As they headed into further talks Sunday morning, Greece’s European creditors sought to narrow their differences with Athens, saying they were working hard on a resolution to the financial crisis.
Then Eurogroup finance ministers would meet again on Friday or at the weekend to formally launch the negotiations. Greece’s negotiators head to Brussels on Saturday ar…
Tsipras reportedly failed in one of his other last attempts at resistance: to bar the International Monetary Fund from an oversight role in any forthcoming new assistance.
If the talks do not succeed, some eurozone leaders have warned that Greece could be temporarily forced out of the euro, which the country has been a part of since 2002.
In a tweet, Tusk said the European bailout program for Greece includes “serious reforms” and “financial support”. “We are trying to find solutions”, said the source, adding negotiations had to begin swiftly as Greece was running out of cash.
Asselborn made the comments after the German finance ministry proposed that Greece take a five-year “Grexit” from the euro system. The European Central Bank might also rule on whether to increase its emergency funding to Greece’s banks, which have been closed for two weeks.
Its banks have been shut for two weeks, and cash withdrawals are capped.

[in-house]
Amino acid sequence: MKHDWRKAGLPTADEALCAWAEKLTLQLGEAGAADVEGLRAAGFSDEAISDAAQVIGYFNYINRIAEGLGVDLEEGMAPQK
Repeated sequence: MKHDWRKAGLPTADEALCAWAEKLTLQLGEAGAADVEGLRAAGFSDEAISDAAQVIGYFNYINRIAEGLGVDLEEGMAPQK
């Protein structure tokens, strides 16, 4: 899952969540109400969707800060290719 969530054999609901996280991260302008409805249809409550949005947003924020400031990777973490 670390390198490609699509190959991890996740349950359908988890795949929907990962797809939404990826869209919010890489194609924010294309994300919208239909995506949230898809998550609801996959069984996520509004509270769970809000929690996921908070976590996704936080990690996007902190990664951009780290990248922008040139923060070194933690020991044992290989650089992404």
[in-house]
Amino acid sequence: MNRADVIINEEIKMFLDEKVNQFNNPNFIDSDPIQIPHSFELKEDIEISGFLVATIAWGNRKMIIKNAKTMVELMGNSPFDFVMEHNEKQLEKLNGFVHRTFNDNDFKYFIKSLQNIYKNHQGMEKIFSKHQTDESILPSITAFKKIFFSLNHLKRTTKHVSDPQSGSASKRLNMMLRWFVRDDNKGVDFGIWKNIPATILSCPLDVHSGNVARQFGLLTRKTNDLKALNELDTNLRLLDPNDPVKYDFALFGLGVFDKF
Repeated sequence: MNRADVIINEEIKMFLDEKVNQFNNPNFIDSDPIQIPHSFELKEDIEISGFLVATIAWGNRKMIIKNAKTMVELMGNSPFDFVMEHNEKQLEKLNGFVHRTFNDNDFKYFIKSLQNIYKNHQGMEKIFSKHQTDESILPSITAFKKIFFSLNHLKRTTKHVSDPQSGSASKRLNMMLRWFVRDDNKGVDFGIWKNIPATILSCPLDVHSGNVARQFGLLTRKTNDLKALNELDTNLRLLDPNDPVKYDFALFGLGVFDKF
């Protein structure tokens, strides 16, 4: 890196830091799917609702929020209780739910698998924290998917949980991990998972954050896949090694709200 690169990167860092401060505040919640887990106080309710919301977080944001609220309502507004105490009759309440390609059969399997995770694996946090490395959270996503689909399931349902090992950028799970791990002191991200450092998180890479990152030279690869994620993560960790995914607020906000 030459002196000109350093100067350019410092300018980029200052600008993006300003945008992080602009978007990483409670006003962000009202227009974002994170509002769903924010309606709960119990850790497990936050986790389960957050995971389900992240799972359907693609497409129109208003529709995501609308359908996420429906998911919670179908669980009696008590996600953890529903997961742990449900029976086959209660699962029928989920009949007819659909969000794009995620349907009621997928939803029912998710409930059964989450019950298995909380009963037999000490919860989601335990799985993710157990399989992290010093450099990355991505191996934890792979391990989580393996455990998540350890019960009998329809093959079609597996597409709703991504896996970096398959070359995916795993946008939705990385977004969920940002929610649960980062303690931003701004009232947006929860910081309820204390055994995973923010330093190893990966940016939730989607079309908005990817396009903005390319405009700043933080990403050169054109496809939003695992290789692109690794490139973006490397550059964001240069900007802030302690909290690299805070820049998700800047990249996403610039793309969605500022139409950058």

“The money will be used to deal with debts to reduce debts, also it will be used for the repayment or recaplisation of banks”, he said.
“We don’t have a deal because two big issues remain open – the IMF role and the Luxembourg 50 billion euro fund”, the Greek official said on condition of anonymity.
ALL 28 leaders, including David Cameron, had been expected to attend Sunday’s meeting in Brussels, but now talks will be confined to politicians from the eurozone countries.
Additionally, Greece would have to lay out a timetable detailing measures to: introduce product market reforms, privatize the electricity transmission network, eliminate political interference and overhaul non-performing loans.
Greece must start to implement tough reforms as early as next week in exchange for a bailout to keep it in the euro, according to proposals drawn up by finance ministers for a eurozone summit on Sunday.
But Germany is insisting on austerity and for the Greeks to accept the reality of their battered economy.
Speaking at the summit in Brussels, Greek PM Alexis Tsipras said: “I’m here ready for an honest compromise”.
Divisions appeared to be growing among European leaders.
Greek Prime Minister Alexis Tsipras, right, speaks with German Chancellor Angela Merkel, left, and French President Francois Hollande. “And that I do not want”.
The leaders are firmly focused on “plan A” that involves Greece living up to its obligations and staying in the euro, a European official who is close to the negotiations said. Traditionally, eurozone ministers agree by mutual consensus, though in exceptional circumstances a unanimous vote may not be needed.